It was Bayes who pointed out this fall that Bering Sea trawlers are allowed more crab as bycatch than the crab fleet can take, even in the red king crab fishery that is closed for the first time in 25 years.

“It’s gotten again and again to where the North Pacific Council system has said, OK, we’re going to shut directed fisheries but the trawlers can’t help it because of the gear type and they must have this quota,” he said. “That does so much to prevent the stocks from ever bouncing back. They’ve shut off directed fisheries, but the trawl fleet keeps hammering it a little bit at a time and the small local boats just sit there and twiddle their thumbs and wait.”

The STOP platform has its critics.

Heather Mann, director of the Midwater Trawlers Cooperative of Oregon, said the site “happily hosted bomb threats to individual decision makers, fishermen using gear they didn’t like and more misinformation about a very difficult topic than we’ve ever seen.” She added the platform “actively hosted and encouraged hate for fisheries, groups and individuals. It is the antithesis of civilized discourse.”

Dennis Moran is president of Fishermen’s Finest, the bottom trawl fleet that starting in 2023 will be required for the first time to reduce its take of millions of pounds of halibut bycatch.

[Fishery council approves new restrictions on Bering Sea trawl fleet’s incidental take of halibut]

Moran added: “The Facebook page has had multiple posts calling for violence against trawl vessels. If you speak up on the page to share the truth and provide sources to accurate information, you are blocked. What Bayes posts is either purposely taken out of context or flat-out misinformation and rhetoric. They allow personal attacks on Council members and others. Let’s have a real discussion about incidental catch and the fact that incidental catch occurs in every fishery and every gear type.”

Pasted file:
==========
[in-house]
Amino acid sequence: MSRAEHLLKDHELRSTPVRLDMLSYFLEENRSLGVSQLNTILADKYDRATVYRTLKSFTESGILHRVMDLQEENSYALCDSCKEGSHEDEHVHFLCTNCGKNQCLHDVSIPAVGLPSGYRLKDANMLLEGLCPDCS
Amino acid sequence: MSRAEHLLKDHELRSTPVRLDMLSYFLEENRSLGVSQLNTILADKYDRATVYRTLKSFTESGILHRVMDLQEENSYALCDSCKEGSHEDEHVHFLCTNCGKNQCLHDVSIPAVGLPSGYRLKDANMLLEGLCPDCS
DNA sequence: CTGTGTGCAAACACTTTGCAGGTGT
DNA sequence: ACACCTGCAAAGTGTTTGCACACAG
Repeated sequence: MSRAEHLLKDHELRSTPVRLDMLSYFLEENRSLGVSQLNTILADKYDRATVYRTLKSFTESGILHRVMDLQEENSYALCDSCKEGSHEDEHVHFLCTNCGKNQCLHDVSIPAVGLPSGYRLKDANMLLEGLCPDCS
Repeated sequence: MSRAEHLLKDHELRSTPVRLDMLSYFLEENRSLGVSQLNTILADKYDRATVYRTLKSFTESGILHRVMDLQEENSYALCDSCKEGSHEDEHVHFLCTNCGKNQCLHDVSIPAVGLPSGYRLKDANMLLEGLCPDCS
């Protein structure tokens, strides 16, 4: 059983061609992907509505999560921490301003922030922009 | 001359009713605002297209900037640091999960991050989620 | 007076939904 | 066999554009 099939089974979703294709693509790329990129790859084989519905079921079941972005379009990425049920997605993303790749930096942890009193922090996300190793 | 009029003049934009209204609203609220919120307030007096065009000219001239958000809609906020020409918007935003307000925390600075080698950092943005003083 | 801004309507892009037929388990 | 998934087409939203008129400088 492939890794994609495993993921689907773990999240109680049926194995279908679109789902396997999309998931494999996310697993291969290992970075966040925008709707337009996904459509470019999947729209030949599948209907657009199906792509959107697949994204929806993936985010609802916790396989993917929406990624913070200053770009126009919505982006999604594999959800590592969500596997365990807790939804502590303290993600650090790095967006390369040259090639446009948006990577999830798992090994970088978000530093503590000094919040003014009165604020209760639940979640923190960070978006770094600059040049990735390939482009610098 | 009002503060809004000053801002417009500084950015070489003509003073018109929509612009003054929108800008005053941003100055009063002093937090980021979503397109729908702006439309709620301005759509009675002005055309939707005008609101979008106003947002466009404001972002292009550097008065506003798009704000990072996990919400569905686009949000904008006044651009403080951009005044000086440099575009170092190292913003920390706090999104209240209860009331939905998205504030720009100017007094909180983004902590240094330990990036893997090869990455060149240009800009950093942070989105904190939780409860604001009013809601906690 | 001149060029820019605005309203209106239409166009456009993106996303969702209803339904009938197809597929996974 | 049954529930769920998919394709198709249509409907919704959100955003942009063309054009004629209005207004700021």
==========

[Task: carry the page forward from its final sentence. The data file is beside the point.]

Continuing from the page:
Those critics are all wet, believes state Rep. Kevin McCabe of Big Lake, who calls Bayes “an honest broker.”

“He takes pains to post links to his data and has often provided amplifying information,” McCabe said. “The discussion gets more complicated by the players and power brokers who seem intent on discrediting any information or purveyor of information that does not fit the narrative they are trying to sell.

“I find that ‘following the money’ is the best avenue to determine the veracity of claims. When a fleet feels like they can waste $8 per pound halibut for other fish that is worth a few cents, it demonstrates the level of money involved.”

McCabe added: “They come to Alaska for what are essentially Alaskan fish, they sue us to not have to pay the very small landing tax required, and then throw away five times more fish than we are allowed to keep in the state fisheries? And the regulators seem to be in collusion by hiding the true data and parsing it out to the public in differing metrics.

“Half of the management council has ties to the trawl fleet that would make their participation on a state board a violation of the state ethics laws. This level of anger from Alaskans is not going to go away just because 20 boats homeported in Seattle want it to.”

Bayes said he knows the trawl sector is not “going away” but believes it’s time to “tap the brakes.” Stakeholders need to come up with better fishing solutions as other states and countries have done, he said, before it’s too late.

McCabe, who said he also is driven by “the total waste of the resource,” added: “I can and will work with anyone to solve problems. But the first step in resolving any problem is recognizing there is one. I am not sure that the trawl fleet thinks there is a problem.”

Correction: Last week’s column incorrectly stated some catch limits and has been updated. Cod catches for 2022 in federal waters of the Gulf of Alaska were increased by nearly 40% to 54 million pounds; pollock catches were boosted to 310 million pounds, a 26% increase.